Go for color, go for iris

By Lynette L. Walther | Oct 04, 2019
Photo by: Lynette L. Walther Dwarf bearded iris bloom early, along with Greg tulips.

Aptly named after Iris, the Greek goddess of the rainbow and messenger of the gods, the flowers display every color of that multicolored arc in the sky. There are iris for nearly all growing zones and a variety of locations within those zones, from wet-footed sites to bone dry ledges. And there’s no better time to select and plant iris than now.

According to Breck’s Bulbs and National Garden Bureau, you should plant an Iris when you are looking for a showy flower to add to your garden. These flowering plants are among the easiest perennials to grow. There are hundreds of iris species in almost all the colors of the rainbow.

Irises come in three forms, rhizome, bulb and root:

The rhizome-type iris produce larger flowers and include bearded and beardless-type flowers, while the bulb-type iris produce smaller flowers and are often used in rock gardens or in the front row of borders to provide color early in the year. Floral designers use Dutch iris most often for spring flower designs. Siberian, Louisiana and Japanese iris come in a root form.

Bearded and beardless:

The bearded iris is identified by thick, bushy “beards” on each of the falls (lower petals) of the blossoms. Most of these types are native to central and southern Europe. Beardless iris does not have the “beard” and mainly originated in Asia.

Decide which type of flower you’d like in your garden and when you want them to bloom, and then consult the flowering chart below to pick your perfect iris:

Dwarf Bulbous – Late winter/very early spring

Dwarf Bearded – Early to mid-spring

Tall Bearded – Mid to late spring in general, although this varies slightly per varieties

Siberian – Late spring to early summer

Dutch – Late spring to early summer

Japanese – Early summer

Louisiana – Early to mid-summer

Reblooming Bearded – Mid-spring and again in late summer to early fall

Standard dwarf bearded iris

This is one of the first iris to bloom in the spring and will rebloom in early to mid-fall. These rhizome-type iris make nice, bushy plants with short, sturdy stems, making them perfect for garden edges or borders. These rhizomes are shipped in the summer months of July, August and September and are planted in the fall for an early spring display. When planting iris rhizomes of any type in the garden, set the rhizome so the bottom half is below ground level and the top half is exposed. Plant where they will get at least five hours of sun per day.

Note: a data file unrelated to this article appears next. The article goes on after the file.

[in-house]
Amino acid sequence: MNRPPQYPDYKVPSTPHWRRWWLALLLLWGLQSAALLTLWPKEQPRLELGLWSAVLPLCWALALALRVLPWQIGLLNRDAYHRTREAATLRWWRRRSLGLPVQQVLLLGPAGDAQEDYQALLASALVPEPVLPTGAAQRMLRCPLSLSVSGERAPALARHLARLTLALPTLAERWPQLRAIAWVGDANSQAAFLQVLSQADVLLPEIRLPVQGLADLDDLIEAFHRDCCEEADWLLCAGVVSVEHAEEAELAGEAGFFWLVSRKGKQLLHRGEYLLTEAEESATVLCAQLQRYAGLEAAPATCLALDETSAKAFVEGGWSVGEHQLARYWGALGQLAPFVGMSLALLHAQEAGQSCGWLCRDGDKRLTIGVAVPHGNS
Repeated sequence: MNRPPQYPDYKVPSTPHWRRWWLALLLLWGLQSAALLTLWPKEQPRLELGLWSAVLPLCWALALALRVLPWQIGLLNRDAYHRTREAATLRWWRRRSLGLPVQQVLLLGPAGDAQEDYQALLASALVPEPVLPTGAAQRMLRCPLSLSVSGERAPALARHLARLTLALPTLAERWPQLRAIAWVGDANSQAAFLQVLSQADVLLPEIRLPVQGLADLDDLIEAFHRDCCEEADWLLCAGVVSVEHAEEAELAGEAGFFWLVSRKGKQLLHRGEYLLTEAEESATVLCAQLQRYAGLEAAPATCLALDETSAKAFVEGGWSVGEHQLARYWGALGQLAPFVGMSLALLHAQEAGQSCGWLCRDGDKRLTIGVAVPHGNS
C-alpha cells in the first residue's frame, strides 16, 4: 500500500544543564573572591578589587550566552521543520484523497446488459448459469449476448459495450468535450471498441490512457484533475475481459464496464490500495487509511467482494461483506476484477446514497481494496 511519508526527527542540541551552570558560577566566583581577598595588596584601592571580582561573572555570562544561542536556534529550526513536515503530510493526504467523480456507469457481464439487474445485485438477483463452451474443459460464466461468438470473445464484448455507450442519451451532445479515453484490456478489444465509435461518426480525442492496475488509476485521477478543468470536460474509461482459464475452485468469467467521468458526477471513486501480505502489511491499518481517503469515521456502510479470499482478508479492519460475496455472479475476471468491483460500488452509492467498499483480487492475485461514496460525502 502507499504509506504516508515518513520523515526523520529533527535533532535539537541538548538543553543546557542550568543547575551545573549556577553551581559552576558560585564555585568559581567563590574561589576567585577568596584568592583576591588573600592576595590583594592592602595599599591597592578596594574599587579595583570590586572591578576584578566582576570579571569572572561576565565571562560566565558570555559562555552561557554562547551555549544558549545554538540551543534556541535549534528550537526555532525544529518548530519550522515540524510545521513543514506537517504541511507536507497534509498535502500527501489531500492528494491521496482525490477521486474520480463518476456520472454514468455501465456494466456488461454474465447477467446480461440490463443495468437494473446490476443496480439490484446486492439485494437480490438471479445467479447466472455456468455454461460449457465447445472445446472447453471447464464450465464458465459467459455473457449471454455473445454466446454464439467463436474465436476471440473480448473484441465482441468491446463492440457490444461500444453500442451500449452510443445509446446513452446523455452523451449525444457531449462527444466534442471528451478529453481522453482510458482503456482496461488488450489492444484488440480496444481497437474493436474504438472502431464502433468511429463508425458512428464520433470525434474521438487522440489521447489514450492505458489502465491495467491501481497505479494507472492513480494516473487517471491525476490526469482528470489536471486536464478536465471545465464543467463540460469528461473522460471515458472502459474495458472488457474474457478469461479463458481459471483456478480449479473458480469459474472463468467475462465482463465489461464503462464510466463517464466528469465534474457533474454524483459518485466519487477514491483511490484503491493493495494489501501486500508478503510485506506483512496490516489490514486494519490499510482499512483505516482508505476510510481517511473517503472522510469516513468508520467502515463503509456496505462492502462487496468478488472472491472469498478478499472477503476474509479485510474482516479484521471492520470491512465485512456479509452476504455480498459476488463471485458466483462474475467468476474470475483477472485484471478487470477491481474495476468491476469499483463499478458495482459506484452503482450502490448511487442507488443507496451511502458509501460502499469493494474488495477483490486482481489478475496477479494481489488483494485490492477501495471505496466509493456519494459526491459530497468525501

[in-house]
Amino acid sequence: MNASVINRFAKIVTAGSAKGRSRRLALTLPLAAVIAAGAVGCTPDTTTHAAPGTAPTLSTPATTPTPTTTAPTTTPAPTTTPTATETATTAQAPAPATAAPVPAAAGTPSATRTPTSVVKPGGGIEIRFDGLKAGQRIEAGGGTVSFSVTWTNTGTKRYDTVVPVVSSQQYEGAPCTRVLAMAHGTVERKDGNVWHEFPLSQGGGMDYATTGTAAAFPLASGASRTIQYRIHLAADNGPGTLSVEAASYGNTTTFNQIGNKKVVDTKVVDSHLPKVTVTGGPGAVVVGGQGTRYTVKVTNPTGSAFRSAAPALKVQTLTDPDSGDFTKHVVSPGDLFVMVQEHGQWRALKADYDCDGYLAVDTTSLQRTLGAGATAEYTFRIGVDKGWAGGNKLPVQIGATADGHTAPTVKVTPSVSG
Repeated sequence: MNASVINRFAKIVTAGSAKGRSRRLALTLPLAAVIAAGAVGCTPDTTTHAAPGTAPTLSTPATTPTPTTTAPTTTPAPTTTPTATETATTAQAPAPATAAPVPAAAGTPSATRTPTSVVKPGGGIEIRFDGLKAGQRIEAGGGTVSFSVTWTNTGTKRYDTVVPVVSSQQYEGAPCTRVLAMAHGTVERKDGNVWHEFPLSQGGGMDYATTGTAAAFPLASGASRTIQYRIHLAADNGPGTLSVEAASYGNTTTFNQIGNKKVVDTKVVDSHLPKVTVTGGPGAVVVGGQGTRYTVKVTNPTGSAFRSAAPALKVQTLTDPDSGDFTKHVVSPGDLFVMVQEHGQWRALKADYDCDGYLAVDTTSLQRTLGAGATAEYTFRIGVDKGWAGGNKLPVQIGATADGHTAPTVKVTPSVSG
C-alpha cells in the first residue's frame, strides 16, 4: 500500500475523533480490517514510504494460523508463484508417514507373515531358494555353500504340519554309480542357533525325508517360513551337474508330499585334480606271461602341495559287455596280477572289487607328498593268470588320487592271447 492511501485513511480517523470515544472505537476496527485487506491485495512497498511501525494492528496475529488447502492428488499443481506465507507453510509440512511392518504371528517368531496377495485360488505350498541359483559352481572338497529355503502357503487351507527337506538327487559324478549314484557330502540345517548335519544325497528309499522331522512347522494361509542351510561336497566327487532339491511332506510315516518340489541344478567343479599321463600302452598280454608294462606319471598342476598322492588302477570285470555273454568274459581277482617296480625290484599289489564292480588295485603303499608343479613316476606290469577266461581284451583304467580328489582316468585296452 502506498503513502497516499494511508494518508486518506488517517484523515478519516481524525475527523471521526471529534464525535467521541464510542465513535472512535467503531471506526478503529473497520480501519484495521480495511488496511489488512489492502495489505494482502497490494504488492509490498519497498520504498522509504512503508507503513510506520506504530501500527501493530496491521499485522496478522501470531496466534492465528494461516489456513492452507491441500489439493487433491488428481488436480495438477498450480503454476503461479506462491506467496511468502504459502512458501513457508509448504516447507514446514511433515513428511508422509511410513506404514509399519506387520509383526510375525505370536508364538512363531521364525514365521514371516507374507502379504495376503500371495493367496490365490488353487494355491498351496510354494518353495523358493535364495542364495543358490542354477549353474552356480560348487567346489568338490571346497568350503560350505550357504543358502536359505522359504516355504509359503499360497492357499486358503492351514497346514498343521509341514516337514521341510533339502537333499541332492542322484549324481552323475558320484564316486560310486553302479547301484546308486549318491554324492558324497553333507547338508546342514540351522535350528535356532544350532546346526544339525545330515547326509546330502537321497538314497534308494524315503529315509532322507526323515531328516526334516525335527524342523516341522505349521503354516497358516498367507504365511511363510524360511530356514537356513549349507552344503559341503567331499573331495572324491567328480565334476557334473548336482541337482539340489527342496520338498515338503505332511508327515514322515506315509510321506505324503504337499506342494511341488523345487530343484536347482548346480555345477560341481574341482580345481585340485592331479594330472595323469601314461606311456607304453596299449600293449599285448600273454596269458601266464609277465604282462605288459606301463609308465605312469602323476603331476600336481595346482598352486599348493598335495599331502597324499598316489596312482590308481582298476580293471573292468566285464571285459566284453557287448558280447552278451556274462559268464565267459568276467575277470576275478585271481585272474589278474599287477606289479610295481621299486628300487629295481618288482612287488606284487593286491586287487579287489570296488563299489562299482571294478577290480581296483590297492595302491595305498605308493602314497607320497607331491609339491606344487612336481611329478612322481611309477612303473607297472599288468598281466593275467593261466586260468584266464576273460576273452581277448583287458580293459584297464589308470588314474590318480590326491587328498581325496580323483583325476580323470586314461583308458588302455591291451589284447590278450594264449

Tall bearded iris

When an Iris flower comes to most people’s mind, they think tall bearded iris, a stately, large, beautiful specimen that dominates the garden or cut flower arrangement. Generally, the first tall bearded iris bloom in the U.S. starting in April and the last ones start their display in June. The blooming period will vary depending on geographic location.

Reblooming bearded iris

After the main flowering period in spring, rebloomers will bloom again in late summer to fall! The number of blooms you will get later in the season varies by variety and local conditions. Here is how rebloomers work: The rhizome of an iris can produce only one flower stem and it usually takes an entire year to mature and bloom. The reblooming iris has an accelerated growth cycle. Their new growth matures and blooms within the same calendar year. You will generally find the best reblooming occurs in warmer and dryer climates. For example, you will see more reblooming in Zone 8 than in Zone 4.

Japanese iris

This stunning iris variety blooms in early summer, about a month after the bearded varieties, and loves moist soil conditions. They do very well near water (this is where they naturally grow) or where the water table is high. They like the soil to be acidic. The modern hybrids that are now available have very large (up to seven and a half-inch) flowers that open flat and are available in many different colors. Japanese hybridizers have worked with them for more than 500 years.

Siberian iris

Naturalize your garden with Siberian Iris. This easy-to-grow iris are smaller and more delicate than the large statement flowers. They bloom from late spring to early summer, which is the perfect time when you need some color before the annuals start to bloom.

Dutch iris

Grow your own spring flower arrangement with a Dutch iris. This easy-to-grow Iris grows from a bulb (not a rhizome) and can be planted in both fall and spring. These Iris are a florist’s favorite and flower in late spring to early summer. These Iris can be grown in sun or partial shade and are hardy from Zone 3 to 9.

Healthy roots on this bearded iris corm are what anchor them. Tops of these iris corms should be on the surface with the roots buried. (Photo by: Lynette L. Walther)
Japanese iris produce large, attractive blooms. (Photo by: Lynette L. Walther)
White Siberian iris join peonies for an early summer display. (Photo by: Lynette L. Walther)
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